Professor of Philosophy and Religion Nathan Schlueter will be speaking at a conference which he helped organize to discuss the relationship between conservatism and classical liberalism.
The event, titled “The Future of Liberalism: A Conversation Among Conservatives,” will take place from April 11 – 13, hosted by the Center for the Study for Liberal Democracy at the University of Wisconsin-Madison and will bring respected conservative thinkers from across the country to the center to discuss how liberalism interacts with America, religion, culture, politics, and markets.
“We are living in a very pivotal time, years in the making, when the West is experiencing a profound identity crisis, not just here in America but also abroad,” Schlueter said in an email. “Many of the things we take for granted and hold dear are being questioned. How we understand who we are will determine our future.”
The goal of the conference, according to Richard Avramenko, co-director of the CSLD, is “to put serious defenders of the classical liberal tradition in conversation with the best voices representing American conservatism.”
The idea for the conference began last summer as the result of an ongoing conversation between Schlueter and Mark Mitchell, professor and chairman of the Department of Government at Patrick Henry College, about Patrick Deneen’s book “Why Liberalism Failed,” Schlueter said Deneen’s book represents “an unfortunate and even dangerous turn against politics and America by many conservatives.”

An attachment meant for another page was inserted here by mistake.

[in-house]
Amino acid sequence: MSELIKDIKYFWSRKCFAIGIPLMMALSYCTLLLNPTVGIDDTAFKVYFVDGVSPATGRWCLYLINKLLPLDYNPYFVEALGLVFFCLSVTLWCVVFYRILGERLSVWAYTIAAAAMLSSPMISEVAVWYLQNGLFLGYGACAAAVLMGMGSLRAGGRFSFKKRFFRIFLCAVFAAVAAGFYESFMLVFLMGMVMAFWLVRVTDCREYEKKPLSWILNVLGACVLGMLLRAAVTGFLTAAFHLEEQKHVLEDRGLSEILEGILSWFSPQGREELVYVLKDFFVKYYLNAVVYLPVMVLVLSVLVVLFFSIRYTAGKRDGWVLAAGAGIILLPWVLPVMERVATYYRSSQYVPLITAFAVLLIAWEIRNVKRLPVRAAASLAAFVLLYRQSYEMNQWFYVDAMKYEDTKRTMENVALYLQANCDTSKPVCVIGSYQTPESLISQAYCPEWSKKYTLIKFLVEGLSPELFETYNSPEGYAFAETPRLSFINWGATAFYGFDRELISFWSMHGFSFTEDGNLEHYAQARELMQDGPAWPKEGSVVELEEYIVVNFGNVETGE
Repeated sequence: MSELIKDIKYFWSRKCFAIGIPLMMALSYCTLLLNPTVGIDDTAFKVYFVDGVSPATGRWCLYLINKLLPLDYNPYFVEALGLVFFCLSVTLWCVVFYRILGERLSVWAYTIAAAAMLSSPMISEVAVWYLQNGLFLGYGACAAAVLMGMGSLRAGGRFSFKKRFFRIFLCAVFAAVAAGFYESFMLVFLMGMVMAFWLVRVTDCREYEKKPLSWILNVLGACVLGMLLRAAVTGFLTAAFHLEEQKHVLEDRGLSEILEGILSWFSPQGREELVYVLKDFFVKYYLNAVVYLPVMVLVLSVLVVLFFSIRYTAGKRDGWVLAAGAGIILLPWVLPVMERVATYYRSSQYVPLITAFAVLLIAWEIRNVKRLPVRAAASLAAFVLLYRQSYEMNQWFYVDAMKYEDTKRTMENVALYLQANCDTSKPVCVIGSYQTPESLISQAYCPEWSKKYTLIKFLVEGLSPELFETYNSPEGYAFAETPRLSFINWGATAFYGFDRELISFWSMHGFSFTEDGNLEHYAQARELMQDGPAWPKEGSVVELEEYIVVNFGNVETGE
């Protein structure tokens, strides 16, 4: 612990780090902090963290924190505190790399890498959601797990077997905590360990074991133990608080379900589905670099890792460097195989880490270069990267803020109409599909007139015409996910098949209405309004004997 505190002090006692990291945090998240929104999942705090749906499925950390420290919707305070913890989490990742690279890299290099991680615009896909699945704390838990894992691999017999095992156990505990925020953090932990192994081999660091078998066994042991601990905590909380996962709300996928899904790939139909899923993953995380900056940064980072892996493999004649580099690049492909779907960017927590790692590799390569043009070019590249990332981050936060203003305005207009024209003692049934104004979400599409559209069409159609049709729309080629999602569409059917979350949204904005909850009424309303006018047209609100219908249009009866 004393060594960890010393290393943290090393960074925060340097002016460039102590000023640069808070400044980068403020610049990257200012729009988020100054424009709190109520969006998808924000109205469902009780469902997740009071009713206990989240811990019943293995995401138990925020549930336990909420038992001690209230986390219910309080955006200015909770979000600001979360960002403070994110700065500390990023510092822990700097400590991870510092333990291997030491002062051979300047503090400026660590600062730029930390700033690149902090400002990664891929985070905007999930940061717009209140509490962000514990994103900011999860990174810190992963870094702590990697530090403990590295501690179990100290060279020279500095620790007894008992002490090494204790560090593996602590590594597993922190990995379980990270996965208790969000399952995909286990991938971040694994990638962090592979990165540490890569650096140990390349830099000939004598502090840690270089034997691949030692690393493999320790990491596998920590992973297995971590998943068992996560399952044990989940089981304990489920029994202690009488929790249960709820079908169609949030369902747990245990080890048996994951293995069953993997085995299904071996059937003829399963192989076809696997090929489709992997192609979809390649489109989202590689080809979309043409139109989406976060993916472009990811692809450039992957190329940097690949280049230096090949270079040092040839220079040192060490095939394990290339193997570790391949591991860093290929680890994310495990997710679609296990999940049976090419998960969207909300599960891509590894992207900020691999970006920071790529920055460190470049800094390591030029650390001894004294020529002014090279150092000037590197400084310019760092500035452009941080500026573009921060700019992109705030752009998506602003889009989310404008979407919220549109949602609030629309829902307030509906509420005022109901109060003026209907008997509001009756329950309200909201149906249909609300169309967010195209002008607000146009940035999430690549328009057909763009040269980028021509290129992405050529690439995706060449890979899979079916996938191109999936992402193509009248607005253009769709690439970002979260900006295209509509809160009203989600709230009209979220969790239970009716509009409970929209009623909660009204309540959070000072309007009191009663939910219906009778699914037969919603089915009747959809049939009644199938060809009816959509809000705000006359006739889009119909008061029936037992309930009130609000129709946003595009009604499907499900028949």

Schlueter and Mitchell continued to discuss Deneen’s book and liberalism in general, and their conversations culminated in the two proposing to Avramenko an event which would convene bastions of conservatism and classical liberalism, with Deneen as the keynote speaker. Avramenko agreed, and Schlueter and Mitchell organized the conference. It will consist of five panels, each focusing on one dimension of the liberalism-conservatism relationship and featuring two distinguished speakers with opposing viewpoints.
The CSLD has hosted similar conferences before, including conversations about the First and Second Amendments. Each year it also hosts a “Disinvited Dinner” for a prominent speaker who has been disinvited from a speaking engagement due to protest. One of its stated missions is to “advance intellectual diversity at the University of Wisconsin-Madison by taking ideas seriously that we believe have not always enjoyed sufficient respect on campus,” according to its website.
Although the event’s speakers will be almost exclusively conservative, not all speakers agree on the place of liberalism in America.
D.C. Schindler, associate professor of metaphysics and anthropology at the Pontifical John Paul II Institute, will be on a panel to discuss liberalism, conservatism, and religion.
“Liberalism,” he said, “is a co-opting of the virtues of Christianity in abstraction from the theological substance of Christianity. It gives the illusion of protecting Christianity, but in a profound way really undermines it.”
Schlueter hopes the conference, despite the difference in opinion, will ultimately be unifying rather than divisive.
“We are not interested in a polemical debate where each side tries to score points with its followers,” Schlueter said. “There is too much of that today and it’s not very productive. Rather, we are interested in a serious conversation in which we really try to understand points of convergence and difference, with the hope of moving ahead in united way.”